Mr. Speaker, as I was saying when I got up before, I listened with interest to the point of privilege raised by the Liberal House leader with regard to his stolen rocket toys, and I was tempted to say that you were being invited to boldly go where no Speaker before has gone, or perhaps that the Liberal leadership campaign is heading to the ends of the earth, to infinity and beyond.
In any event, I feel compelled to rise to respond briefly to last Tuesday's remarks from the hon. members for Scarborough—Guildwood and Malpeque in relation to the question of privilege from the hon. member for Toronto Centre relating to the Auditor General's spring 2012 report.
The hon. member for Scarborough—Guildwood suggested that there is much confusion. After reviewing his comments, I want to help him out with the clear argument I advanced.
First, both hon. members attempted to associate my comments with the notion that ministerial accountability has been dispensed with. That is, of course, patent nonsense. My comments about a distinction between officials and ministers related to the content of the Auditor General's report, and I reference the Auditor General's own publication on how his reports are prepared. As those two hon. members should recall, the issue was one of the branches of their own leader's argument.
Ministerial accountability remains a key principle in our form of government. To give just one example of this, the government's expenditures are presented to Parliament for approval through the estimates process. Expenditures on a replacement for our CF-18 fleet will, if and when such a purchase is undertaken, come to Parliament like all other government expenditures, including, I would note, our current operational costs for CF-18s.
Ministers defend estimates here in the House and at committee. Indeed, I understand, for example, that the hon. Minister of National Defence has made no less than eight committee appearances on National Defence estimates, including one right here in committee of the whole in this chamber.
Next, some of the quotations offered last Tuesday were taken badly out of context. I want to point to a couple. First, both the leader of the third party and his defence critic have quoted from a March 9, 2011, decision of Mr. Speaker Milliken. It might be worth observing that the quotation offered comes from the portion of his ruling where he was summing up the arguments that had been made. It did not come from the portion that was his actual decision. Therefore, the probative or useful content of that in terms of representing the ruling is obviously minimal.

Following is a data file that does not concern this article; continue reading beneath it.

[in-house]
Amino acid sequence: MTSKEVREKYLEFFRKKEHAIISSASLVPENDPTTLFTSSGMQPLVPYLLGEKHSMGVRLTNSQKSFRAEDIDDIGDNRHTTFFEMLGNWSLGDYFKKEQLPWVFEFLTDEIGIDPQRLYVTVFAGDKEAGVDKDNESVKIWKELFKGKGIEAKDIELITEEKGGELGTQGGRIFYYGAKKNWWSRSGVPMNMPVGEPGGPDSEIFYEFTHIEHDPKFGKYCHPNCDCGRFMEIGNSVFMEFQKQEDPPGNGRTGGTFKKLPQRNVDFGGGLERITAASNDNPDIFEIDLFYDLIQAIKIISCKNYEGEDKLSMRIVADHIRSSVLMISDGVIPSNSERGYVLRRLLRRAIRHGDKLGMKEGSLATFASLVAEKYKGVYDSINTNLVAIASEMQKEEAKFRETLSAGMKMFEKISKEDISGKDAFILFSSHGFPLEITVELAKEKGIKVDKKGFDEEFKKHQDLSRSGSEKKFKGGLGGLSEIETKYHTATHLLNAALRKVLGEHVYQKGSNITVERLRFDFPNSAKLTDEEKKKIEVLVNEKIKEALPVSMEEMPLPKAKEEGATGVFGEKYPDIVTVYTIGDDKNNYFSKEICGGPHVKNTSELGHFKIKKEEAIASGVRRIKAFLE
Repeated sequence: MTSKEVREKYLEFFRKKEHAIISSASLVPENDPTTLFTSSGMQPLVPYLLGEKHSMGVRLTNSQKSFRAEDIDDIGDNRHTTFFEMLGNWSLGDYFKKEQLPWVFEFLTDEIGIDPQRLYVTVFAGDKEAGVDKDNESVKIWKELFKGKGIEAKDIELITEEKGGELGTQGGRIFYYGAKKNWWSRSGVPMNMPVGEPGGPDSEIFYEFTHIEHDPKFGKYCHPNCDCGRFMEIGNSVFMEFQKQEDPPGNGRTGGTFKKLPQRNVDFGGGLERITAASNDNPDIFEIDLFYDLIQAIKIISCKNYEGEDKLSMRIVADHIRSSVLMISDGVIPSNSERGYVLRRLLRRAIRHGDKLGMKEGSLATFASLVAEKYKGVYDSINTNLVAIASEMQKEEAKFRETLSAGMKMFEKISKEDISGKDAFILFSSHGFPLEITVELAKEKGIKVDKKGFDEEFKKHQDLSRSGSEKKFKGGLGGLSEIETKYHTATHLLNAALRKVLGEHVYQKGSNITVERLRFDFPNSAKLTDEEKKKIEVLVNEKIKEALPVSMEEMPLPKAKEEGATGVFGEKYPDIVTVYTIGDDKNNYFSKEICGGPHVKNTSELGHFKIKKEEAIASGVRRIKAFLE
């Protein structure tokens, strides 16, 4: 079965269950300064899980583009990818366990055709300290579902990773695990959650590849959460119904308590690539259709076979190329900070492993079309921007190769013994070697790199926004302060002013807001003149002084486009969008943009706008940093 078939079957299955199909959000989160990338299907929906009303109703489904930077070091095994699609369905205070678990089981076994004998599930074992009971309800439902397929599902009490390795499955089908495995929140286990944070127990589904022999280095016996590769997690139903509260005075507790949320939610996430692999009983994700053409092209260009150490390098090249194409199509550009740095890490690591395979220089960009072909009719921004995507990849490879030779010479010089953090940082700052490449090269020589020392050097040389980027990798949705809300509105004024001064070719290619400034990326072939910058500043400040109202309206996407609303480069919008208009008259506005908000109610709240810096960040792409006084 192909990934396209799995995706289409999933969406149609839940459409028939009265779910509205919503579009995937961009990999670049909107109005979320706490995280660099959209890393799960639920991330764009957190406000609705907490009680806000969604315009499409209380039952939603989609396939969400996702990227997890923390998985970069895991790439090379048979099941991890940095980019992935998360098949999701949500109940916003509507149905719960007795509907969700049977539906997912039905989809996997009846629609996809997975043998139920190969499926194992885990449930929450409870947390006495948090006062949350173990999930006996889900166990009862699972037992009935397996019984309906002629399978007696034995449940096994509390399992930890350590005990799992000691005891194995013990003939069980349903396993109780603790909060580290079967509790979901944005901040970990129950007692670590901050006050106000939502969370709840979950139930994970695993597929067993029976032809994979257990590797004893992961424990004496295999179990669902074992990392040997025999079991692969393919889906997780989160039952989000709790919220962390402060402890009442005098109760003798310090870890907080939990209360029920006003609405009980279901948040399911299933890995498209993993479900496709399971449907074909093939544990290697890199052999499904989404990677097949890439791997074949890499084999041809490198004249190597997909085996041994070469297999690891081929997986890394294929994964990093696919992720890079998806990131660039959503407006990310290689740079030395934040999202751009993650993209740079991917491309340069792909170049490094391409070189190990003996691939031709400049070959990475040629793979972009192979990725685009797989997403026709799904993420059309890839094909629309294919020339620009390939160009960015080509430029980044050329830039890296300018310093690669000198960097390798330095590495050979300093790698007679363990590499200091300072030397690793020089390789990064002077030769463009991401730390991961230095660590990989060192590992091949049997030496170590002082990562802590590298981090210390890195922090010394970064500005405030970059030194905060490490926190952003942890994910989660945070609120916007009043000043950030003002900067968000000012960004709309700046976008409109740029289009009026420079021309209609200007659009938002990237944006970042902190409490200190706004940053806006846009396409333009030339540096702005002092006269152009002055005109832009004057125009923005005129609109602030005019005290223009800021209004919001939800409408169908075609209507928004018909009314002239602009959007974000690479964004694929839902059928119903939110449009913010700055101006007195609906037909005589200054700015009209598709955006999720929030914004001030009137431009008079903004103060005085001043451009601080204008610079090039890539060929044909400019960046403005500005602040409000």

In my opening comments a week ago, I summed up the arguments of the leader of the third party for the purpose of marshalling my own comments, which followed. However, the hon. member for Malpeque seemed to quote that back the next day, as if I were saying that Parliament was misled. No, that is the exact opposite of the conclusion of my comments. To quote me quoting the leader of the third party is hardly an instructive view of what I was representing to this House. I will not further rebut those or other comments, although I could. I simply wanted to get all of that on the record.
Mr. Speaker, I know you are taking this issue very seriously, and that you will undoubtedly be thoroughly reviewing what has been put before you.
As for the speech given by the hon. member for Toronto Centre on Thursday afternoon, I think my comments from a week ago effectively address his intervention.
Before sitting down, I do want to cut through the clutter of the debating points that were offered to remind ourselves what the substance is of a ruling on a question of privilege. Citation 117, subsection 2 of Beauchesne's Parliamentary Rules and Forms, sixth edition, advises that:
It has often been laid down that the Speaker's function in ruling on a claim of breach of privilege is limited to deciding the formal question, whether the case conforms with the conditions which alone entitle it to take precedence over the notices of motions and Orders of the Day standing on the Order Paper, and does not extend to deciding the question of substance—whether a breach of privilege has in fact been committed....
In other words, Mr. Speaker, the hon. member for Toronto Centre is seeking from you permission to give priority treatment to a motion to refer this issue to a committee to study. Curiously, he is seeking to do something that had already started when he raised this issue on April 5.
As I said last Monday, the Standing Committee on Public Accounts is now seized with the study on the Auditor General's report. While I am on my feet, perhaps it would be useful to give an update on this committee's work. At its planning meeting last Tuesday, it was agreed to have the Auditor General appear before the committee, appear one more time, I might add. Mr. Ferguson appeared on Thursday morning for the second time this month. Moreover, deputy ministers and senior officials are scheduled to attend tomorrow.
In closing, let me commend to the chair the February 25, 2004, ruling by Mr. Speaker Milliken, which I quoted from last week. As I said last week, let us let the public accounts committee get on with its important work.